All along he had struggled with a few key places where the two number fields could have been different. If they were the same, he could apply an equation to both fields and the two sides would add up to zero. But one side always came up with the wrong result.
This time Swallow tried a new technique, something he’d never thought of before that moment in the fast-food joint in France.
It was as if he had been trying to train a dog for months, and the dog finally came.
Lots of dogs. Whole fields of them. The numbers lined up and sat still. Swallow applied an equation to both Brauer groups. Did the calculations.
They added up to zero. Perfect balance. He had made it down to the needle and the bark. The forests were the same.
Swallow still had to try his new thoughts on other parts of the problem. He still had to recheck his calculations. He still had to trust himself. He went back to Davidson. His wife noticed the old “math-problem expression.“ Swallow ran through the steps of his solution over and over until he felt sure.
In the fall of ’01 he sent Jack Sonn a draft of the solution. For the next six months they e-mailed back and forth, challenging each other’s ideas, getting stuck and starting over. Swallow had to refine his work, make the path to the answer more clear.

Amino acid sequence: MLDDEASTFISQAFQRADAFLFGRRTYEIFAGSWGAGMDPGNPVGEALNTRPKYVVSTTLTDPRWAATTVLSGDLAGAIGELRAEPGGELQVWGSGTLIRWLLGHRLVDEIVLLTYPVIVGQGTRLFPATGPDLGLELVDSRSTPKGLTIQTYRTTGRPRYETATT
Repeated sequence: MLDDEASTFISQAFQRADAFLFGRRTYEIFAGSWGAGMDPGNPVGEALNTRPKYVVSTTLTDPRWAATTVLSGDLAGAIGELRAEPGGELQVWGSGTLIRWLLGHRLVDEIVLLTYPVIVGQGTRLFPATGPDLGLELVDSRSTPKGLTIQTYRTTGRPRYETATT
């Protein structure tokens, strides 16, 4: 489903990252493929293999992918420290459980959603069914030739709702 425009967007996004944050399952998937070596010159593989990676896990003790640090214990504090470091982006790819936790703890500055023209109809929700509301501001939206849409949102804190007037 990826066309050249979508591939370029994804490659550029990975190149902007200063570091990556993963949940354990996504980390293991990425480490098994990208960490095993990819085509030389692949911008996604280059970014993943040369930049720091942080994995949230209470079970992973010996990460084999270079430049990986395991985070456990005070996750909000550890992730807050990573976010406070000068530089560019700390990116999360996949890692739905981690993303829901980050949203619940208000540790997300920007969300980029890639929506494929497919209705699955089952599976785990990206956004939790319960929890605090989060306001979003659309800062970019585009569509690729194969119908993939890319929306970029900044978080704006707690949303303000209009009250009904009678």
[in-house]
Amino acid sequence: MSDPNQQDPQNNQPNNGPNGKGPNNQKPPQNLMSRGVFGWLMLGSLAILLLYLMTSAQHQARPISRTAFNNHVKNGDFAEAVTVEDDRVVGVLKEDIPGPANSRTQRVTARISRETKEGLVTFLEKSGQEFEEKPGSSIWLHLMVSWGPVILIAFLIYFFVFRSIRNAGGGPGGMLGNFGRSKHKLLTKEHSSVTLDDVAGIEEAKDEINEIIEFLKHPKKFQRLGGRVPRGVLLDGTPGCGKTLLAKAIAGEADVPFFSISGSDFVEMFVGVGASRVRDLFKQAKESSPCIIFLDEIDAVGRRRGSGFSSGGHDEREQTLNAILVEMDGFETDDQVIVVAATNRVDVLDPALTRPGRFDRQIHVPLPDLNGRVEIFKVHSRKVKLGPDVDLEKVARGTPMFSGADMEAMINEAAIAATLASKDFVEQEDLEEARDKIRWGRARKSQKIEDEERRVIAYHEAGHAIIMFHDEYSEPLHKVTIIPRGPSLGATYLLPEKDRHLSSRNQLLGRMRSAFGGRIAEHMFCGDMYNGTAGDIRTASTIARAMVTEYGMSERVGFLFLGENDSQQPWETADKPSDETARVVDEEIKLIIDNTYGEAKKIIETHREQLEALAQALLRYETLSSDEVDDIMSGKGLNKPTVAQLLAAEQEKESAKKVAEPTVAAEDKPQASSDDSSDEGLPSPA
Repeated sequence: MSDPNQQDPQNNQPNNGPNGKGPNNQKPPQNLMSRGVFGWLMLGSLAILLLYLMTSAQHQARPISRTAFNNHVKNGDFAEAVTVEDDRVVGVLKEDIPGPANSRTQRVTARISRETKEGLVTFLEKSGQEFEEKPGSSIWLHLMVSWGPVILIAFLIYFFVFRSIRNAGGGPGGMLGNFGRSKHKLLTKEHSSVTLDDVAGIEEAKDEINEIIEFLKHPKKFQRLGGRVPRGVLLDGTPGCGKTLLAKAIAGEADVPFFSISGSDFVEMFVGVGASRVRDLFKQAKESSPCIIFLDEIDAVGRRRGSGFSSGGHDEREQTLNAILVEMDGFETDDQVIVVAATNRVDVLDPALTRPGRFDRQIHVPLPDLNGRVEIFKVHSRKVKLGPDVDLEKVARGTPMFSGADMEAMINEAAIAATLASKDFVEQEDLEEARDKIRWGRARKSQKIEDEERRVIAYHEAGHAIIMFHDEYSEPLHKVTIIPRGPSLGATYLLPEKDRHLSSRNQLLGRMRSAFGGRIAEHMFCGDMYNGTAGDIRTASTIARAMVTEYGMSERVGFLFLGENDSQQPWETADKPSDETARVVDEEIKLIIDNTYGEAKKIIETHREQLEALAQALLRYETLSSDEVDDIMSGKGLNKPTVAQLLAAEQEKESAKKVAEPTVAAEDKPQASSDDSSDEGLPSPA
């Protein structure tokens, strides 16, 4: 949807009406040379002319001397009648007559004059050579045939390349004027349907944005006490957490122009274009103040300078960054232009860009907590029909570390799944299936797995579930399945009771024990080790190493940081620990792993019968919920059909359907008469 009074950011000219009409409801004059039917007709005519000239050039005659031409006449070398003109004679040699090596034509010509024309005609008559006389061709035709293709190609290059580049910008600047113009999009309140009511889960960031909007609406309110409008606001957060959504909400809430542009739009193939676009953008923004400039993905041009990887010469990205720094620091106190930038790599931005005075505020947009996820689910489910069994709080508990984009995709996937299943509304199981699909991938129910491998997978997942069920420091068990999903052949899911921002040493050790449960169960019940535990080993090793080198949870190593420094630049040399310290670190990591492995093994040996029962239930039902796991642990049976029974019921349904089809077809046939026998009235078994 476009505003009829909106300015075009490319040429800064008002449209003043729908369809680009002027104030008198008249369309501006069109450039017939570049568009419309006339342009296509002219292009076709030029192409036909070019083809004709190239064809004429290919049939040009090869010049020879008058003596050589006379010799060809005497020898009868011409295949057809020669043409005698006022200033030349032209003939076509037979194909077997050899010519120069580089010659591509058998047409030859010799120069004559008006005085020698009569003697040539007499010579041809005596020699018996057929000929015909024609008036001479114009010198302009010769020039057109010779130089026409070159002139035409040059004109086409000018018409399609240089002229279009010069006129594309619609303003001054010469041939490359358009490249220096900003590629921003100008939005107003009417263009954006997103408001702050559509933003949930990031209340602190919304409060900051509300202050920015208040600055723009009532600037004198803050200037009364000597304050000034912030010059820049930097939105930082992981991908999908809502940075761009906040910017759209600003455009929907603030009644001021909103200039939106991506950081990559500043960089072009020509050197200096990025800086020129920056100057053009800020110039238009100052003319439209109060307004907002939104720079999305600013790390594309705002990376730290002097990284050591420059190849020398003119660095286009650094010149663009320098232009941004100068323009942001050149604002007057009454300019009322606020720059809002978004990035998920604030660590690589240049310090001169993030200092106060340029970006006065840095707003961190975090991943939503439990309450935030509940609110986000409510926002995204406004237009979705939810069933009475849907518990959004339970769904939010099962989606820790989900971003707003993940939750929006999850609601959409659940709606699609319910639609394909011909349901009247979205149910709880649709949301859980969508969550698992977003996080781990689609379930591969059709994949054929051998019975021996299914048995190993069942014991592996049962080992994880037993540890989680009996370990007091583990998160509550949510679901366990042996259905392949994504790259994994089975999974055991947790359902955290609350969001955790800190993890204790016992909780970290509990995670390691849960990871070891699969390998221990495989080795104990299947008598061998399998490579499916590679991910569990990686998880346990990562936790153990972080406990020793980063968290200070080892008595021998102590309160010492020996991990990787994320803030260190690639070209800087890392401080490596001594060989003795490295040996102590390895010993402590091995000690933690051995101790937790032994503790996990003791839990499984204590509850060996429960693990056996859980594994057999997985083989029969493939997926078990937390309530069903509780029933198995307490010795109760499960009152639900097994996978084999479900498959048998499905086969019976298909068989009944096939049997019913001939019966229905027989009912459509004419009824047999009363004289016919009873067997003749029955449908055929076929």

The revisions took more than a year. In November 2002, Swallow sent Sonn a draft that contained all the changes. Sonn spent two months looking them over.
And then Sonn e-mailed back with the words Swallow had waited to hear for
almost exactly four years: “Looks good.”
QUESTION FOUR: You think you’ve solved a math problem that’s so hard, no one’s come close in 25 years. How do you know when you’re done?
At the highest levels, every math problem is solved twice: once in private, once in public. Swallow and Sonn agreed that they’d found the answer. But now the math world would get to check their work.
They typed up a formal version of the proof: “Brauer Groups of Genus Zero Extensions of Number Fields.” It ran 22 pages. Swallow sent copies to several other experts. He and Sonn posted their work on Web sites devoted to new research papers.
Based on the feedback, they made a few small fixes. Then they got the proof ready for the final step — submitting it to one of the academic journals.
The journals are the hockey goalies of math. If they think a paper is worthy, they send it to referees — other mathematicians who go over every detail. The referees are anonymous. If they agree with the proof, most mathematicians consider the problem solved.
Most journals get more submissions than they can publish. One journal decided not to look at Sonn and Swallow’s proof. They sent their work to a second journal. It was now February 2003. Swallow thought it might be another year before they heard back.